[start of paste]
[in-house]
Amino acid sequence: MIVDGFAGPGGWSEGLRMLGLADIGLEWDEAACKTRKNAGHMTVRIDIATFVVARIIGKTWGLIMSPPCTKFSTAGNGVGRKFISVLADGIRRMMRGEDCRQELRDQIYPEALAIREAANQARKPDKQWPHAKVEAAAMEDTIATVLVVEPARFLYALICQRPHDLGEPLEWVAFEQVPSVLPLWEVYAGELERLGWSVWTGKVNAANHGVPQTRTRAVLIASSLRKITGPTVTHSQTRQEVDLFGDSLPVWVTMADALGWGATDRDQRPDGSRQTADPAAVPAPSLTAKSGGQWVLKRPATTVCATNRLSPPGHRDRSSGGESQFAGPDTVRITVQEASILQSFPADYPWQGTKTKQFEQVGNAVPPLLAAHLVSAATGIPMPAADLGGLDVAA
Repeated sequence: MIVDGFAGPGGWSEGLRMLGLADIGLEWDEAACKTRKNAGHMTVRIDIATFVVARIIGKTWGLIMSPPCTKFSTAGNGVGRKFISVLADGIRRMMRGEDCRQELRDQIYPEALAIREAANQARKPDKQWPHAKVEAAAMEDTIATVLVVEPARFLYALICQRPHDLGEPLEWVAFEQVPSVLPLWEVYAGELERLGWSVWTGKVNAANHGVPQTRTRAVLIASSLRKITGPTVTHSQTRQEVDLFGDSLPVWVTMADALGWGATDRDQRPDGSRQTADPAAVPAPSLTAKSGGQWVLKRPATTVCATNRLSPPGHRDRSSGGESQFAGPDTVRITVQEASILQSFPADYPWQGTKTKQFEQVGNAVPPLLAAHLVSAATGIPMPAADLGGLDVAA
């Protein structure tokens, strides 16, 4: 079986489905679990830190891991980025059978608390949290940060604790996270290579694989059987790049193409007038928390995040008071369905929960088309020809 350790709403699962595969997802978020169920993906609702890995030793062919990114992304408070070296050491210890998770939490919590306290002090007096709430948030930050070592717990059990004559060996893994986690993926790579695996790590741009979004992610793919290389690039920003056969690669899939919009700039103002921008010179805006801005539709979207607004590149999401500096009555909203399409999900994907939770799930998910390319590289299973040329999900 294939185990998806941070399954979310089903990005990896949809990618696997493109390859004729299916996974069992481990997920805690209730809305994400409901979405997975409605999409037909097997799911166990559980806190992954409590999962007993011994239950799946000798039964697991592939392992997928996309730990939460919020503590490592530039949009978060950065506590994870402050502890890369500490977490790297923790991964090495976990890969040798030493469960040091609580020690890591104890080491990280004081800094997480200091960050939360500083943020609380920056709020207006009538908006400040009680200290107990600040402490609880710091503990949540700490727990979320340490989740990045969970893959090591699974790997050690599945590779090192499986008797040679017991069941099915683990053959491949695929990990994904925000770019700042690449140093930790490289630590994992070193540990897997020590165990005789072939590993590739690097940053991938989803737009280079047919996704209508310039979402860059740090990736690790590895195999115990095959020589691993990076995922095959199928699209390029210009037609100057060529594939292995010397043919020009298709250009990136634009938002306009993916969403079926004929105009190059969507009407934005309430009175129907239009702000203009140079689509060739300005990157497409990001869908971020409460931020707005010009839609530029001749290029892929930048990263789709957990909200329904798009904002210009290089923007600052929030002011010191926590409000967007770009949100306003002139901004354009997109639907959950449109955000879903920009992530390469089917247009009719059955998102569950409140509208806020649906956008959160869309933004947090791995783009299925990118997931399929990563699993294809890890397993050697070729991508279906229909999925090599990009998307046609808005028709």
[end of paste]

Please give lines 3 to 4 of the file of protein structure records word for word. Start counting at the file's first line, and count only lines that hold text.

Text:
Repeated sequence: MIVDGFAGPGGWSEGLRMLGLADIGLEWDEAACKTRKNAGHMTVRIDIATFVVARIIGKTWGLIMSPPCTKFSTAGNGVGRKFISVLADGIRRMMRGEDCRQELRDQIYPEALAIREAANQARKPDKQWPHAKVEAAAMEDTIATVLVVEPARFLYALICQRPHDLGEPLEWVAFEQVPSVLPLWEVYAGELERLGWSVWTGKVNAANHGVPQTRTRAVLIASSLRKITGPTVTHSQTRQEVDLFGDSLPVWVTMADALGWGATDRDQRPDGSRQTADPAAVPAPSLTAKSGGQWVLKRPATTVCATNRLSPPGHRDRSSGGESQFAGPDTVRITVQEASILQSFPADYPWQGTKTKQFEQVGNAVPPLLAAHLVSAATGIPMPAADLGGLDVAA
């Protein structure tokens, strides 16, 4: 079986489905679990830190891991980025059978608390949290940060604790996270290579694989059987790049193409007038928390995040008071369905929960088309020809 350790709403699962595969997802978020169920993906609702890995030793062919990114992304408070070296050491210890998770939490919590306290002090007096709430948030930050070592717990059990004559060996893994986690993926790579695996790590741009979004992610793919290389690039920003056969690669899939919009700039103002921008010179805006801005539709979207607004590149999401500096009555909203399409999900994907939770799930998910390319590289299973040329999900 294939185990998806941070399954979310089903990005990896949809990618696997493109390859004729299916996974069992481990997920805690209730809305994400409901979405997975409605999409037909097997799911166990559980806190992954409590999962007993011994239950799946000798039964697991592939392992997928996309730990939460919020503590490592530039949009978060950065506590994870402050502890890369500490977490790297923790991964090495976990890969040798030493469960040091609580020690890591104890080491990280004081800094997480200091960050939360500083943020609380920056709020207006009538908006400040009680200290107990600040402490609880710091503990949540700490727990979320340490989740990045969970893959090591699974790997050690599945590779090192499986008797040679017991069941099915683990053959491949695929990990994904925000770019700042690449140093930790490289630590994992070193540990897997020590165990005789072939590993590739690097940053991938989803737009280079047919996704209508310039979402860059740090990736690790590895195999115990095959020589691993990076995922095959199928699209390029210009037609100057060529594939292995010397043919020009298709250009990136634009938002306009993916969403079926004929105009190059969507009407934005309430009175129907239009702000203009140079689509060739300005990157497409990001869908971020409460931020707005010009839609530029001749290029892929930048990263789709957990909200329904798009904002210009290089923007600052929030002011010191926590409000967007770009949100306003002139901004354009997109639907959950449109955000879903920009992530390469089917247009009719059955998102569950409140509208806020649906956008959160869309933004947090791995783009299925990118997931399929990563699993294809890890397993050697070729991508279906229909999925090599990009998307046609808005028709």